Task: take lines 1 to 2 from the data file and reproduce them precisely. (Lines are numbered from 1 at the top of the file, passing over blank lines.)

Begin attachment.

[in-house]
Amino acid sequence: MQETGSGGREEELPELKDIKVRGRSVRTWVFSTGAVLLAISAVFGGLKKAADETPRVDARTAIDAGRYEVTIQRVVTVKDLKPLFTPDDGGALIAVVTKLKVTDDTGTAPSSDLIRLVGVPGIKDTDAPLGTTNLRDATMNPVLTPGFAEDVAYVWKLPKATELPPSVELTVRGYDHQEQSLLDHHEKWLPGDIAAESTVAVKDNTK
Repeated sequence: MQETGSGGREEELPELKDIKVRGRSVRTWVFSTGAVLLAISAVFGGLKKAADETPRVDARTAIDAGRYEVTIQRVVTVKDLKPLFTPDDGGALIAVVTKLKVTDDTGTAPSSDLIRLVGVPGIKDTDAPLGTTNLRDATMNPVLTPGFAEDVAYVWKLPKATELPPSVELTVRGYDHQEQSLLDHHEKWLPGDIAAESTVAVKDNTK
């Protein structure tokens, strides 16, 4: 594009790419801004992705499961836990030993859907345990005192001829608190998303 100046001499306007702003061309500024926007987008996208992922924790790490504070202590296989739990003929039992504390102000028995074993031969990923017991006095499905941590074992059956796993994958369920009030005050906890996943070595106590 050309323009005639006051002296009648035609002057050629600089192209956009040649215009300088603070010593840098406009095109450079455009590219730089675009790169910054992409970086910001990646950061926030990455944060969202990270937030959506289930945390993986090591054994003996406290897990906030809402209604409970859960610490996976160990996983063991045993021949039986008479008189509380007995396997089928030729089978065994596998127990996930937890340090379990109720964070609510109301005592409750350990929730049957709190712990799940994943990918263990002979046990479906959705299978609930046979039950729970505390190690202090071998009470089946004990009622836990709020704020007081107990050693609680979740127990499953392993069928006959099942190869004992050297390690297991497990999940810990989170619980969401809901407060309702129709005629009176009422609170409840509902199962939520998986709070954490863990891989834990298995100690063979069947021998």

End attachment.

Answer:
[in-house]
Amino acid sequence: MQETGSGGREEELPELKDIKVRGRSVRTWVFSTGAVLLAISAVFGGLKKAADETPRVDARTAIDAGRYEVTIQRVVTVKDLKPLFTPDDGGALIAVVTKLKVTDDTGTAPSSDLIRLVGVPGIKDTDAPLGTTNLRDATMNPVLTPGFAEDVAYVWKLPKATELPPSVELTVRGYDHQEQSLLDHHEKWLPGDIAAESTVAVKDNTK